Within three days of taking over as the new railway minister, Piyush Goyal had to grapple with three derailments, that too in a span of 12 hours. Frequent rail accidents and causalities have eroded the public perception of train travel being safe, and unlike his predecessor Suresh Prabhu, Goel has about one and half years to achieve whatever is expected of him. Given the run-up to general elections 2019, the expectation from the railway minister is to make train travel safe, no more and no less.
This is not to say that Goel should abandon the visionary transformation initiatives of Prabhu, such as the establishment of non-fare box directorate, mobility directorate, world class station development through public private partnership, establishment of Rail Transport University, halting the production of ICF coaches once for all, retrofitting the existing ICF coaches with the safety features of LHB coaches to reduce fatalities during accidents, Mission Raftar for Delhi–Howrah and Delhi-Mumbai routes, Talgo trains, to name a few. He should take these initiatives forward to its logical conclusion.
But it would take more time to fructify and outcomes could be seen only during 2019-24 or beyond, So, the immediate task before Goel is to bring back public confidence in safe train travel. But is he going to ensure that?
A daunting task
The Modi government in 2014 inherited a dilapidated railway infrastructure from the previous governments and it would take even two decades to fix it completely. But, after being in power for three years, blaming the previous regimes for the sorry state affairs of Indian Railways (IR) cannot hold water with the electorate. In fact, what causes accidents and how they should be reduced have been elaborated in various reports, papers and articles. From this, one can conclude that there are at least two dimensions to accidents and fatalities. The first dimension is to avoid accidents altogether.
In the discussion note on Fund Deployment Framework for Rashtriya Rail Sanraksha Kosh (RRSK), it was estimated that IR requires ₹1.54 lakh crore to carry out inter-departmental safety works, whereas RRSK funding provides ₹20,000 crore per year, which includes the budgetary support of ₹5,000 crore. At this rate, IR would take at least eight years to complete the inter-departmental safety works. Even if the entire ₹1.54 lakh crore is made available, the safety works cannot be completed in a year.
The second dimension to safety is to reduce the casualties and injuries, once the accident has occurred. In November 2016, IR decided to stop manufacturing ICF coaches, which tends to raise casualities and injuries, by 2017.
However, the issue is much larger. About 50,000 passenger coaches of IR are ICF coaches, which constituted more than 95 per cent of the total coaches in IR. The Railways also made plans to retrofit all the ICF coaches with the safety provisions of LHB coaches.
However, the retrofitting would take years. Safe train travel and reduced casualties cannot wait till both these safety concerns are addressed by IR.
The maximum number of trains that can be run in a section depends on line capacity, the efficiency of signalling system, the speed of trains in that block.
However, about 65 per cent of the total railway network has been accommodating trains beyond their capacity. As a result, the maintenance staff does not get even two to three hours of uninterrupted window every day to carry out the maintenance work.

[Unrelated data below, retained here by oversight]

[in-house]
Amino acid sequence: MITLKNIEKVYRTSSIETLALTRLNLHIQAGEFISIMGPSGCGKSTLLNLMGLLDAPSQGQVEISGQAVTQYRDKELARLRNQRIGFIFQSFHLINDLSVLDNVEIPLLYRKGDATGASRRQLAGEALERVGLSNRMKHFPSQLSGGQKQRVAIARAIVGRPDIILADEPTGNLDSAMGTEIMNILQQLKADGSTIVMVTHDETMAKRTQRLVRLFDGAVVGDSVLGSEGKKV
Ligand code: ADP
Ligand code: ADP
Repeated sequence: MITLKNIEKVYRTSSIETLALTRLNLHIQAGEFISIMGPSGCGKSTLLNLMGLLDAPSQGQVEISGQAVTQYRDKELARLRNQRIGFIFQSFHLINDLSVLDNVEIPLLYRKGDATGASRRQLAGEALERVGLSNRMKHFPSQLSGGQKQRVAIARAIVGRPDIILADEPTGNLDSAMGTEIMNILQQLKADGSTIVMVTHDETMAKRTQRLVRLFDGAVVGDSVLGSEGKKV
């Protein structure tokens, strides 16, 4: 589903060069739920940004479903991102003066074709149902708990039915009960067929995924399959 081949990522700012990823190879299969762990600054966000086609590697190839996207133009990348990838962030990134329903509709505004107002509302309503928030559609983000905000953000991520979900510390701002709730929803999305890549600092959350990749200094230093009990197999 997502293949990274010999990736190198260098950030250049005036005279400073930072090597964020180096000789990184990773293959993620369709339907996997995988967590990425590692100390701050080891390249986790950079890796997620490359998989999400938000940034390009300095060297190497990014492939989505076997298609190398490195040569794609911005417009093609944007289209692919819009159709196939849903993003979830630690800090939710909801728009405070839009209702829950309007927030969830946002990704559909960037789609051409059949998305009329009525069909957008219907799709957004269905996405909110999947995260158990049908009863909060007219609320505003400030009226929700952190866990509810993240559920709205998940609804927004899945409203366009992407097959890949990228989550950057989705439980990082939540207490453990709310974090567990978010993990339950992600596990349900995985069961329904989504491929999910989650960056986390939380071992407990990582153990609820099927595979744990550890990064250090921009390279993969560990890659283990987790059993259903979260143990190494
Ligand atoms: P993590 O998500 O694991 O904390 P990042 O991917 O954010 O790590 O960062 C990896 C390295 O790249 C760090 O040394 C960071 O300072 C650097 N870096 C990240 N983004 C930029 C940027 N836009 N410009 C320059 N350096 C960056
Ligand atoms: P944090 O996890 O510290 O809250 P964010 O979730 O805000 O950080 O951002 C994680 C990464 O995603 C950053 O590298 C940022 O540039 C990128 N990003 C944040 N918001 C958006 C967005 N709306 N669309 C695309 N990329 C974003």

As a stop-gap arrangement, the NITI Aayog asked the Railways to redesign the time table in a manner that at least two to three hours of uninterrupted time is available for the maintenance staff to carry out safety checks for every block.
This includes combining few trains, increasing coaches or wagons and rationalising stops across all trains. However, a deeper understanding of how rail infrastructure is utilised by passenger and freight trains and how patronage for diverse types of passenger trains has been changing over the years would help here. It would throw light on how to rationalise the train time table.
Passenger trains (both ordinary trains and non-ordinary trains) and freight trains load rail infrastructure to the extent of about 67 per cent and 33 per cent respectively. IR ply about 2,800 non-ordinary trains (Express/Mail) with an average speed of about 56 kmph, which includes premium trains such as Rajdhani, Duronto and Shatabdi.
Most of the Mail/Express trains include overnight travel as they are meant for medium to long distance travel. In addition, IR ply about 2500 ordinary trains, which are essentially day trains of short to medium distance with an average speed of about 35 kmph.
An ordinary problem
The analysis of rail travel data shows that share of ordinary trains in passenger transport measured in Passenger Kilometer (PKM) decreased from 37.50 per cent in 2005-06 to 26.20 per cent in 2015-16. The North Central Railway and East Central Railway covering UP and Bihar witnessed a decline of 22.5 per cent and 18.5 per cent respectively in ordinary train travel between 2012-13 and 2015-16.
Given their average slow speed due to so many stoppages, ordinary trains load the rail network more than the passenger transport they carry.
The railway lines connecting Delhi and Howrah passing through the states of UP and Bihar are the most congested sections of IR. A substantial reduction in number of ordinary trains either by reducing the frequency or phasing out ordinary trains in this route would ease congestion. This would give an uninterrupted window between dawn to dusk for the maintenance staff. The same logic should be applied to other congested routes of IR in other zones.
The new railway minister does not have too many options to improve the safety of rail travel, given the time and fund constraints. Rationalising the schedule of ordinary trains on war footing may be the best choice for Goel under the current constraints to ensure safe train travel.